Communications professor start the New Year in India


While University of Nebraska at Omaha students were taking a break from school, recovering from finals and celebrating the holidays, six UNO College of Communications faculty members were getting ready for a two week trip to India. On Dec. 27, the team departed. The travelers included two members from UNO radio and television who also teach for UNO, a faculty member from the international studies office and three full-time staff members from the UNO School of Communication.
The group went as part of a continuing $1.2 million grant project that has allowed the UNO School of Communication to work with journalism staff from Kabul University in Afghanistan. Although the three-year grant was supposed to be finished in July 2013, the department received a one-year no-cost extension because they hadn’t spent all of the money. This extended grant, which paid for all trip expenses, provided the perfect opportunity to give the UNO faculty a chance to travel to India and to finally meet with the people they had been working with from across the world.
Christmas break served as the ideal time for the UNO professors to make the trip because both UNO and Kabul University were on break. Due to the war and instability in Afghanistan, the faculty had to find a neutral site on which to meet with their international colleagues. Although it was a 25-hour flight from Omaha to India, it is a fairly short flight from Afghanistan and allowed Kabul to send more faculty members. Therefore, it was chosen as the meeting site.
During their time in India, UNO members spent the majority of their time teaching and sharing information with the Kabul staff. UNO professors mentored Kabul faculty on a list of topics that Kabul had previously requested. Most of the topics had to do with teaching the Kabul professors how to improve their teaching methods by introducing them to new approaches.
“Some of their older faculty members have been teaching for a long time, but they’re sort of used to traditional lectures to large groups of classes,” said Sherri Wilson, a UNO communications professor who went on the trip.
“We also talked a little bit about teaching, advertising and public relations, which is kind of something they’re just getting into,” Wilson said. “They haven’t really dealt with teaching those kinds of things very much, so we talked a little bit about that as well.”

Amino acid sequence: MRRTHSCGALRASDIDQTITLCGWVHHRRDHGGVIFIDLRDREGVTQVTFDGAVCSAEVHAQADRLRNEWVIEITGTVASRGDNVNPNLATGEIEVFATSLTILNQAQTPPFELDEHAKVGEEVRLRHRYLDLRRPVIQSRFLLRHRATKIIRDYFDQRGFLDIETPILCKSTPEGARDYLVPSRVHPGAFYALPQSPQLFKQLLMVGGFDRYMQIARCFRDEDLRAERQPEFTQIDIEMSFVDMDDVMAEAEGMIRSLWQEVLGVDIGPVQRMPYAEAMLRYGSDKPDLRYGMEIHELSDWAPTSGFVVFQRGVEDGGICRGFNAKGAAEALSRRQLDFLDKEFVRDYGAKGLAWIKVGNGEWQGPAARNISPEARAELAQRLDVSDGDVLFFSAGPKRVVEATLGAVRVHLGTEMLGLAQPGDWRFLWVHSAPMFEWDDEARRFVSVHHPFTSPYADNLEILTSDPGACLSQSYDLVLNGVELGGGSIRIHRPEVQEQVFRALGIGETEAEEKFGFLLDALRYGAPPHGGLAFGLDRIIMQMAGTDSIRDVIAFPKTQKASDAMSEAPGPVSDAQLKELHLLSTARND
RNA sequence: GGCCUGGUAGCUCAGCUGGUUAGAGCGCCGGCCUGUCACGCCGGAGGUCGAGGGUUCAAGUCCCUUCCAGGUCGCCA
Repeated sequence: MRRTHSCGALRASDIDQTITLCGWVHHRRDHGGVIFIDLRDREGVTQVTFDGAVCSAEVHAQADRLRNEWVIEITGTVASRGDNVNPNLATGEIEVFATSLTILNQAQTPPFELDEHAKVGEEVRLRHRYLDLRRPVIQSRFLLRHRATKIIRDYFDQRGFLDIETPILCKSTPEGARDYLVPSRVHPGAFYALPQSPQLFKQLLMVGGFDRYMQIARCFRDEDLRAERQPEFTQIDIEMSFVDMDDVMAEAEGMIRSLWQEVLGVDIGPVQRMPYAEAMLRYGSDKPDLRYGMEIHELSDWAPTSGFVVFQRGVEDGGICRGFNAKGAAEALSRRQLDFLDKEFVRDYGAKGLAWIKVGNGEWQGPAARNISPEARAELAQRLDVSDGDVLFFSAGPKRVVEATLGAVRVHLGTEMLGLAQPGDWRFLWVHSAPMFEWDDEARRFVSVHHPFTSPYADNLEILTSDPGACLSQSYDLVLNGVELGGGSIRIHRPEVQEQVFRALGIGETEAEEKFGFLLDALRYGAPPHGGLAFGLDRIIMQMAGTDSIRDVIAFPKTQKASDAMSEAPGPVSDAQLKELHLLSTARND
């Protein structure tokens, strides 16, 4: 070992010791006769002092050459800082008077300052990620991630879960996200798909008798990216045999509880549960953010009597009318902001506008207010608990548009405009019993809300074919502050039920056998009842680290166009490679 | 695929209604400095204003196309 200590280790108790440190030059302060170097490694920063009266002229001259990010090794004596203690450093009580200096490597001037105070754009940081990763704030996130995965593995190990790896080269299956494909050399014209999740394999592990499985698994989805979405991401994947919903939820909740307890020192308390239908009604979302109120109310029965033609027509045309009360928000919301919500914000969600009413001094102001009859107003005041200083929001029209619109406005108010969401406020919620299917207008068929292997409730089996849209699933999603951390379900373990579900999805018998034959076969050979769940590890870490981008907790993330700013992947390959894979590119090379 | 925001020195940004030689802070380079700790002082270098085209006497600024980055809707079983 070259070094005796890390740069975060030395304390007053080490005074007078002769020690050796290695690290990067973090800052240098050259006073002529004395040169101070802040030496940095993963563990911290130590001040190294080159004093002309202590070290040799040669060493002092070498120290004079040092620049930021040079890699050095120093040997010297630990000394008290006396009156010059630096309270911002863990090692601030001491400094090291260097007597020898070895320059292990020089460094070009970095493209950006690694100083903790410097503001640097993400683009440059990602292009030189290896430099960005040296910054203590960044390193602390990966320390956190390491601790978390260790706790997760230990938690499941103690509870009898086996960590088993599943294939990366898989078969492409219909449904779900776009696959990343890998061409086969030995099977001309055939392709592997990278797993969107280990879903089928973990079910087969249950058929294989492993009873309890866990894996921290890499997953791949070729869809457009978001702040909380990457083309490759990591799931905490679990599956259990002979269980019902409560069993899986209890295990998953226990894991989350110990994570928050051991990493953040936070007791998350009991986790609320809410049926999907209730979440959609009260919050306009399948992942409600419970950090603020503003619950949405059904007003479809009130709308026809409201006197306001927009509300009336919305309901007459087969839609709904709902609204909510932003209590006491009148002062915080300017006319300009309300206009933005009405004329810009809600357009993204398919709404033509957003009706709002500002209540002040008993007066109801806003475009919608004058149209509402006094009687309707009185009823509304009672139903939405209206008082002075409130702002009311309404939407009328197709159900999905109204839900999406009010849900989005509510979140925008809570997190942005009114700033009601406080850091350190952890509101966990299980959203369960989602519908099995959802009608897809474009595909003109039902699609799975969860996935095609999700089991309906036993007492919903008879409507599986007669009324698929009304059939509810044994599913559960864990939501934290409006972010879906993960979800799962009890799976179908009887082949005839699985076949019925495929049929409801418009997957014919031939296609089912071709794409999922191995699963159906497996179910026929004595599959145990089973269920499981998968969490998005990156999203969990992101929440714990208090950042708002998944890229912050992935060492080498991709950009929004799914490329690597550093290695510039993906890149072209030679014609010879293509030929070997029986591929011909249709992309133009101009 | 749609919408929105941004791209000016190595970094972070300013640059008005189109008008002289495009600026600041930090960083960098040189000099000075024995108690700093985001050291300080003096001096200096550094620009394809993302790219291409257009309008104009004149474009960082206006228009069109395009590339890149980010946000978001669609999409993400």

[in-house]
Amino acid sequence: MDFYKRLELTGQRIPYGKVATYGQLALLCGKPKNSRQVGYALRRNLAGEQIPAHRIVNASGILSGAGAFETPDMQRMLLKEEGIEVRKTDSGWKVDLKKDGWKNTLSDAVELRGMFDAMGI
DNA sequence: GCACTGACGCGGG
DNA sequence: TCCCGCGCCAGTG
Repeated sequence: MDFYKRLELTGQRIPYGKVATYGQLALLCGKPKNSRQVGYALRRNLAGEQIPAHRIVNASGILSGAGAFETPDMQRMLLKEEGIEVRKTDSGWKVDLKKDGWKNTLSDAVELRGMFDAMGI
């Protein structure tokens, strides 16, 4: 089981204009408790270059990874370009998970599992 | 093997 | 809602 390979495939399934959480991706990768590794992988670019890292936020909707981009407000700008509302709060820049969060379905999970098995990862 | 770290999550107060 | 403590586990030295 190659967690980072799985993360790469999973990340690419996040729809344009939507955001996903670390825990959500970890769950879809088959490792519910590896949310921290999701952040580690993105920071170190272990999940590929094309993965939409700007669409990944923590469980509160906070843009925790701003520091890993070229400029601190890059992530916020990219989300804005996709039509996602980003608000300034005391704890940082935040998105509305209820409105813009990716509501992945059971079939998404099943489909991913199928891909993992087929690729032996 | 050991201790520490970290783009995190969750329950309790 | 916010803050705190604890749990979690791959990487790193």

Although the UNO professors taught the Kabul faculty a lot, they also learned just as much from them.
“I learn so much every time I’m with them,” said Dr. Chris Allen, who has made three of his own trips to Afghanistan. “I learn more about conditions in Afghanistan that are not filtered by our media but are an honest assessment of what things are like in Afghanistan.”
The UNO professors also learned a lot from the Kabul staff’s diverse culture.
“Any time that you do a cultural exchange and better understand people of different religions, cultures, backgrounds, attitudes, and then you add in the experiences of dealing daily with bouts of terrorism in their own town, you gain a perspective ultimately on yourself,” Allen said. “You gain a perspective on their country, on our country and on global attitudes. And you just learn about your own prejudices, your own biases and your own ignorance.”
Although the staff accomplished a lot of work on the trip, the travel was not all work. The faculty stayed in Dehli, India during the trip and had a weekend to travel and sightsee. On Saturday, the staff spent some time exploring the city of Delhi. They also visited the site where Gandhi, who helped India gain independence from Britain, was cremated. The trip to Gandhi’s memorial was the most moving moment of the trip for Dr. Allen.
“There are very few people in the world who are of a kindred spirit that way. [Gandhi] made such a global change, like Nelson Mandela and like Martin Luther King Jr. did,” Allen said.
The staff members also got the chance to visit the Red Fort, a historical place that was built in the 1600s. On Sunday, they went to Agra, a city south of Delhi and the location of the Taj Mahal. The UNO professors and the Kabul faculty loaded up in two vans and drove through the foggy Sunday weather to see what is considered one of the new Seven Wonders of the World.
In the evenings, they spent time visiting markets all over Delhi that had many diverse items to buy. Allen also got to spend time visiting an Indian hospital as a patient because ofn an illness. He quickly recovered and said he was grateful for the excellent care and hospital facility that India provided.
The trip had been in the makings since last fall. Last semester, faculty members met for a couple of months every Thursday morning to plan what they were going to do and teach. While three groups of Kabul staff members and the Kabul dean have visited UNO over the last three and a half years, it was an opportunity for UNO professors to meet many of their overseas colleagues for the first time.
“The opportunity to work with people more closely than you usually would, to accomplish something as a result of it and to get really good feedback from the people you work with was rewarding,” said Wilson. Her favorite part of the trip was working with her domestic and foreign colleagues.
The staff is already hoping to apply for a new grant after the current one ends in July. They are also hopeful that they will be given another chance in the future to take another trip, as Allen said.
“There’s so much more I want to learn from them.”